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ULA's Vulcan Centaur rocket is flying for the first time in May
Vulcan: Launch Rendering - Image Credit: ULA
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ULA's Vulcan Centaur rocket is flying for the first time in May
by Jennifer Briggs
Space Coast FL (SPX) Feb 26, 2023

Vulcan Centaur was supposed to blast off in the first quarter of this year. During a press conference on February 23, United Launch Alliance (ULA) President and CEO Tory Bruno stated, "We are now targeting the fourth of May, so we plan our manifest around that and be ready to fly that payload when it comes in."

The long-awaited inaugural flight of the new Vulcan Centaur rocket is targeting a four-day launch window that will open no later than May 4th from Space Launch Complex-41 (SLC-41), Cape Canaveral Space Force Station (CCSFS), Florida.

Vulcan will carry Astrobotic's Peregrine lunar lander and carry 24 payloads to the moon, including 11 for NASA as part of the agency's Commercial Lunar Payload Services project and two prototype satellites for Amazon's Project Kuiper broadband constellation.

The third payload will be Houston-based Celestis' Memorial "Enterprise Flight," a tribute to Majel Barrett Roddenberry and her husband, Star Trek creator Gene Roddenberry, and other cremated remains. It will also carry hair samples from America's first president and from Presidents Dwight Eisenhower, John F. Kennedy, and Ronald Reagan "beyond the Earth-moon system to orbit the sun forever."

Like most large rocket projects, ULA has been planning to launch Vulcan since 2020, but its debut has been subject to multiple issues, primarily due to the rocket's main engines and the payload.

The next-generation 202-foot-tall (67-meter) rocket will replace ULA's well-established workhorses, the Atlas V and the Delta IV, in launching payloads to space. Its first stage is powered by two BE-4 methane-liquid oxygen engines built by Jeff Bezos' Blue Origin; each engine will generate approximately 550,000 pounds (2.45 meganewtons) of thrust to propel Vulcan into orbit. The rocket is equipped with a Centaur V upper stage and two solid rocket boosters (SRB).

ULA chose May 4th due to a number of factors. Blue Origin's engine arrived more than four years late, but recent tests revealed a potential issue. During a series of tests, Bruno revealed that one of the two engines' oxygen pumps consistently delivered around 5% more oxygen than expected into the engine.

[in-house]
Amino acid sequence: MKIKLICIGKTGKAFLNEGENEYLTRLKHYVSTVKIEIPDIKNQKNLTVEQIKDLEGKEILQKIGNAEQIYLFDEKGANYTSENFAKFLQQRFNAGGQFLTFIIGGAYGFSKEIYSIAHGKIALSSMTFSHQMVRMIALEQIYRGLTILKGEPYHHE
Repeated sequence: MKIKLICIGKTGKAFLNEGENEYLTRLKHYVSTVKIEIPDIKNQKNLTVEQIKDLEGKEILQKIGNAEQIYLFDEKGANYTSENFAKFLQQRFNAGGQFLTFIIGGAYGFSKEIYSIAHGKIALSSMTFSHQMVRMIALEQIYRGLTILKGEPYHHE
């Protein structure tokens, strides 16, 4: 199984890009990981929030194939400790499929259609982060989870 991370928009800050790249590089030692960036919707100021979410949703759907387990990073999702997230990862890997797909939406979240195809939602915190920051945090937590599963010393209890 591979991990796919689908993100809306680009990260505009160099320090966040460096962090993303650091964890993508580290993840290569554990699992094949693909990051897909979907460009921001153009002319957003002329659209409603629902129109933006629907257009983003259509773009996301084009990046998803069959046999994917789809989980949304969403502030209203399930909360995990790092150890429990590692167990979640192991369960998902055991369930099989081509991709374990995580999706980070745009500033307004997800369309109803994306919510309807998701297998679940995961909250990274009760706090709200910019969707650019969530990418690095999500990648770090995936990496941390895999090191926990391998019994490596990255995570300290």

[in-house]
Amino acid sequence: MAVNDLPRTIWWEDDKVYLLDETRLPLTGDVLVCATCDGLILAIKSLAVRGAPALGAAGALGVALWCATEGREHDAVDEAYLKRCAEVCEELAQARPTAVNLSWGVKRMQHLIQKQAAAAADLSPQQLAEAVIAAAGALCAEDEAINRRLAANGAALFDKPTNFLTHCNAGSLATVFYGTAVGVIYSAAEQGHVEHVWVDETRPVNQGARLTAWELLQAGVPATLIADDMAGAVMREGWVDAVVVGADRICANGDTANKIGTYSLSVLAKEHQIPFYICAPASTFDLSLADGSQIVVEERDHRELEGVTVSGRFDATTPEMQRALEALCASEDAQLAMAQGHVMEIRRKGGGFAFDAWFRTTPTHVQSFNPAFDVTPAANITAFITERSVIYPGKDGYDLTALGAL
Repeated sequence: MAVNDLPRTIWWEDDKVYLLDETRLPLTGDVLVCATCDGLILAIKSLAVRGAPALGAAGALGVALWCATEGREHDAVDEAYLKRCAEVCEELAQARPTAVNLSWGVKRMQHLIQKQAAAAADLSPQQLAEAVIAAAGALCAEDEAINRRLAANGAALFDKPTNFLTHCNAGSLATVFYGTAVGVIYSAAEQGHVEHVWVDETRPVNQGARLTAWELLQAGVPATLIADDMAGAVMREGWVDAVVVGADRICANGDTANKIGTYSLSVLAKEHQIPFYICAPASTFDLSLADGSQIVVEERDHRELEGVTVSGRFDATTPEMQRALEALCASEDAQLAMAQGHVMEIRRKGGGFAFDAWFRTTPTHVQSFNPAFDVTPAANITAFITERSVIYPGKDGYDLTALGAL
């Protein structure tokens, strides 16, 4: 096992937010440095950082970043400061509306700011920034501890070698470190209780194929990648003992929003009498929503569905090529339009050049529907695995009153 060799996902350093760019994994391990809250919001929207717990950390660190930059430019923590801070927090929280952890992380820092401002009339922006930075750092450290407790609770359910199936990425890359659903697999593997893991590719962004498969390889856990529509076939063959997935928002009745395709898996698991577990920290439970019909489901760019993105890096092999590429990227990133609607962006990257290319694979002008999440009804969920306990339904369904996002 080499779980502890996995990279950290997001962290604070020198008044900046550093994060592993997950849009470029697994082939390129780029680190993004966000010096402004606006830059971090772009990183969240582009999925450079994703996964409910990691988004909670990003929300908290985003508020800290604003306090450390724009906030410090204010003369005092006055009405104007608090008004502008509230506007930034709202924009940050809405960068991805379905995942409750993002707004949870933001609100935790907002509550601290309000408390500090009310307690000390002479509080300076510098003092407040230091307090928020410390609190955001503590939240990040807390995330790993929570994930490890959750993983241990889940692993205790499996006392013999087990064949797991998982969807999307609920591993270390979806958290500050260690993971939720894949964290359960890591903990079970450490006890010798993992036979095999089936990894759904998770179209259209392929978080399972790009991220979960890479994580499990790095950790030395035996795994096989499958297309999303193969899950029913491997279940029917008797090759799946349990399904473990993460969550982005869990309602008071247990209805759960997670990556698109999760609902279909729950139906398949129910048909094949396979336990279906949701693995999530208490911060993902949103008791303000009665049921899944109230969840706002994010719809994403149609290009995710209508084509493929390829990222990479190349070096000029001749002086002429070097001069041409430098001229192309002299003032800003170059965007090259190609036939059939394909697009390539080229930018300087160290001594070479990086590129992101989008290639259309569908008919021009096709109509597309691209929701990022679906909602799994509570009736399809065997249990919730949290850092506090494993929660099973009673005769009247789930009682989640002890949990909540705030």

"When the performance of your hardware has even a small shift that you didn't expect, sometimes that is telling us that there could be something else going on in the system that is potentially of greater concern."

"We've come to the conclusion that this is most likely unit-to-unit variation," Bruno added.

"The other engines, including the flight engines that are on rocket right now, are all very similar, and of that earlier family that did not have an extra 5 percent of output coming out of the main oxygen pump. Now we're satisfied, and we'll resume testing shortly with the other engine. That testing sequence will run about six weeks."

Theoretically, Vulcan's pre-launch testing could be completed and ready to blast off by mid-April, but the launch's primary mission, "Cert-1," is to deliver Astrobotic's lunar lander, which has a specific window of only a few days each month to fly its trajectory to the moon.

Bruno said that the two-stage rocket will roll out from ULA's Vertical Integration Facility (VIF) to the launch pad in a few days for tanking tests, followed by at least one wet dress rehearsal where the vehicle is fully loaded with propellants and goes through a practice countdown, stopping just before engine ignition and unloading of fuel.

The testing culminates with a Flight Readiness Firing (FRF) to practice the full day-of-launch timeline, complete with a 3.5-second long ignition of its BE-4 engines at about 70% of rate thrust. After FRF, the rocket will return to the VIF for two strap-on SRBs and payload integration.

"Are we frustrated? No. We're being careful and we're being thoughtful to make sure we have a successful mission," Bruno said "We want very much to get this right, and waiting a few weeks for the first launch does not impact any of those other schedules. We have plenty of time to do this."

"We're going to do this the right way."

Related Links
United Launch Alliance
Rocket Science News at Space-Travel.Com

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